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The Graduate Student Twitterverse, Part 3

October 22, 2015
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By GradProSkills

There are many ways academics can use social media to their advantage, as we've noted before. In Part 1 of the Graduate Student Twitterverse, we introduced you to the LSE Impact Blog, its guide for Using Twitter in university research, teaching, and impact activities, and its follow up resource, Your favourite academic tweeters: lists available to browse by subject area.

 

In part two of our Graduate Student Twitterverse series, we showed you how you can follow and engage in conversation in the academic Twittersphere (and included some handy hashtags, too!).

 

Those are all meaningful ways to participate in social media in a way that will benefit you. But in reading University Affairs’ interview with the McGill professor behind the smash Twitter account Shit Academics Say, it occurred to us that there are many advantages to being an academic or a grad student on social media which aren’t directly related to your research or career.

 

Just listen to what Nathan Hall had to say - he’s the guy who founded Shit Academics Say in 2013. He’s also an associate professor in the department of education and counselling psychology at McGill. “What I realized is that people online, on Twitter and other social media, were engaged in sharing things more widely, talking more candidly about issues. I felt like I was missing out,” he shared about the conversations he saw taking place online.

 

But what was being discussed wasn’t limited to professional issues, according to Dr. Hall. Instead, “people were talking about the human issues related to the profession.”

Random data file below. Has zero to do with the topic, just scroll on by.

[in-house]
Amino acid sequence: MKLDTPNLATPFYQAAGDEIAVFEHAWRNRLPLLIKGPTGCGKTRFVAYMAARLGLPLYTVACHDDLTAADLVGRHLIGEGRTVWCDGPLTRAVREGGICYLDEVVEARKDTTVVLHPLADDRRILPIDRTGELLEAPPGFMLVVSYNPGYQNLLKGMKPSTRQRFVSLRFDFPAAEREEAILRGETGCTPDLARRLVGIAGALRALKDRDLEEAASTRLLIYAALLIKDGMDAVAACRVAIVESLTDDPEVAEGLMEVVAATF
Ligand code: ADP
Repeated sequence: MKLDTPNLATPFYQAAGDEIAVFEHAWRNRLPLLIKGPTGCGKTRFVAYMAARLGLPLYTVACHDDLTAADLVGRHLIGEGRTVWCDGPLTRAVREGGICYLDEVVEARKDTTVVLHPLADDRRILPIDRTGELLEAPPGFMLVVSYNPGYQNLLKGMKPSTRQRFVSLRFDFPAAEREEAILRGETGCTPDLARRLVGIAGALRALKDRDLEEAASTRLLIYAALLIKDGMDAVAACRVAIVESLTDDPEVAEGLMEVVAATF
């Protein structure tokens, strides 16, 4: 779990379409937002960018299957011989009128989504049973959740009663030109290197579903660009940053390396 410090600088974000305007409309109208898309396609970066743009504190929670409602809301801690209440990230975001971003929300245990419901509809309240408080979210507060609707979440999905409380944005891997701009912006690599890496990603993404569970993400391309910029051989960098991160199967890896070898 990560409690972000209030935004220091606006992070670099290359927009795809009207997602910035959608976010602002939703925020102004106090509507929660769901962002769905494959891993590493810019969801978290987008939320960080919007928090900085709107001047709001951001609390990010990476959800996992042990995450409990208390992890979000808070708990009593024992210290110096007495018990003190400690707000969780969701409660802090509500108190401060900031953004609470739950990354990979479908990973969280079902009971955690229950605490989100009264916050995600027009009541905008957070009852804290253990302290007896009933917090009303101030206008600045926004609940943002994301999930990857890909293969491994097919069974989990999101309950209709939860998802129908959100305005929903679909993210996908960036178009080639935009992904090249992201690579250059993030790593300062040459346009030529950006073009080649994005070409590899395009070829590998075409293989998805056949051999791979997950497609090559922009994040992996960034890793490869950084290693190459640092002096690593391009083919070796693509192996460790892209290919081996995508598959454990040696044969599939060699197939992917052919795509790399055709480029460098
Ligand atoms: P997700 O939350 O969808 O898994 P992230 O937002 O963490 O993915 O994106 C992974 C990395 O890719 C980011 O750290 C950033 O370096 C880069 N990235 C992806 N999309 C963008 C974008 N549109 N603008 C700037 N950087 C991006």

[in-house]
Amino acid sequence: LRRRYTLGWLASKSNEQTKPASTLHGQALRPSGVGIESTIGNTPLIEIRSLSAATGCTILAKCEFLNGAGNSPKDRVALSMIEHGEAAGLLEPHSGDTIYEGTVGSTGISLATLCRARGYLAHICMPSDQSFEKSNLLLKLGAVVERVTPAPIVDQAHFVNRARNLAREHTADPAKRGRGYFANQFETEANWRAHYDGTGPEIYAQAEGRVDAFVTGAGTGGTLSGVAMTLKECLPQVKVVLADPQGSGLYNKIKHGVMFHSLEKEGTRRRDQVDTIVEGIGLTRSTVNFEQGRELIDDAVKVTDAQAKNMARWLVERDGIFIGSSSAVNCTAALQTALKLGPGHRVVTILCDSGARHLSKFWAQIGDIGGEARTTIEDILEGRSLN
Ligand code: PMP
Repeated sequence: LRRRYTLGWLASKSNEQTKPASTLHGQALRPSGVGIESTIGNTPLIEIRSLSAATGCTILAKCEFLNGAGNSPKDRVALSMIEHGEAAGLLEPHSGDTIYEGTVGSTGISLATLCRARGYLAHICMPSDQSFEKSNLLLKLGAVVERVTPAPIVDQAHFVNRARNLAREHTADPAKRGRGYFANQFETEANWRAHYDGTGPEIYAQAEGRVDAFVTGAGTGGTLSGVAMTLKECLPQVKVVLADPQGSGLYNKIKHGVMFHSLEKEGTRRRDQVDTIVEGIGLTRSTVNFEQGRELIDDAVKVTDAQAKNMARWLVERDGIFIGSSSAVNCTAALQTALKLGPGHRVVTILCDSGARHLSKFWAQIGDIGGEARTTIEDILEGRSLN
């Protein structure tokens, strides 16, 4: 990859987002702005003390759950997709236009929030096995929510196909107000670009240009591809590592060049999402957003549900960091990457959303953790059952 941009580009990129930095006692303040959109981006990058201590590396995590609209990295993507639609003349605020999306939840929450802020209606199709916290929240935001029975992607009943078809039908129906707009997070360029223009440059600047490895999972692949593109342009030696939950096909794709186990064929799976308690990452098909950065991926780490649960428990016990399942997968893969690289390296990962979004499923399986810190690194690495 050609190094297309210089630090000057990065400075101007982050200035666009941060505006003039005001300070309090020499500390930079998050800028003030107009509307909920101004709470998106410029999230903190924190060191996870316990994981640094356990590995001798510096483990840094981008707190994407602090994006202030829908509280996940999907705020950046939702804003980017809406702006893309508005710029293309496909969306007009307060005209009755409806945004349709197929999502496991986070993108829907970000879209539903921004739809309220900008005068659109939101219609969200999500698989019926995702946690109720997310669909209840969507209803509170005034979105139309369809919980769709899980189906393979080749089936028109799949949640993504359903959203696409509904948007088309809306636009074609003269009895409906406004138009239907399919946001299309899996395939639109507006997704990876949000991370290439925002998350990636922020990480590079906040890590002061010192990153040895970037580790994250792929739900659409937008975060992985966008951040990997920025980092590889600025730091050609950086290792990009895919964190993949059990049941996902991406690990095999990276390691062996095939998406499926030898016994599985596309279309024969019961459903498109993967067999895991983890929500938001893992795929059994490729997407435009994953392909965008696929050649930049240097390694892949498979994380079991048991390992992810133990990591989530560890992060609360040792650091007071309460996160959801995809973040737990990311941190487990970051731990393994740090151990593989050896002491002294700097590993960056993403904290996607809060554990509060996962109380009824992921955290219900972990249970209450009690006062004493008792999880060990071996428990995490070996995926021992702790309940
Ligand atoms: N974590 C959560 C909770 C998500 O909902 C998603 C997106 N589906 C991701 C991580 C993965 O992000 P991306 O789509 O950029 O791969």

Dr. Hall now conducting research about the social media experiment. He thinks there are reasons why professors in particular seek refuge online (although we certainly see many of them as applicable to graduate students, too): “I felt part of the reason faculty go online is because of the isolation,” he says. “You encounter a lot of things you can’t explain to other people, the feelings of failure where you work for months and write tens of thousands of words to win a grant and then you get absolutely nothing – it’s all or nothing. It’s a different feeling of failure than a student getting below a cut-off on a test.”

 

If anything, social media can become a way for those in the world of academia to overcome that sense of isolation, to commiserate about their #gradlife problems - or, on a more positive note, connect on a human level with other people sharing the journey they have undertaken. If that’s something you’re interested in, The Thesis Whisperer keeps a running list of Phd student bloggers here. It's a list meant to showcase how blogging can be integrated with scholarship, but it's a good place to start if you want to see what other students are doing and, more often than not, how they're feeling as they're doing it.

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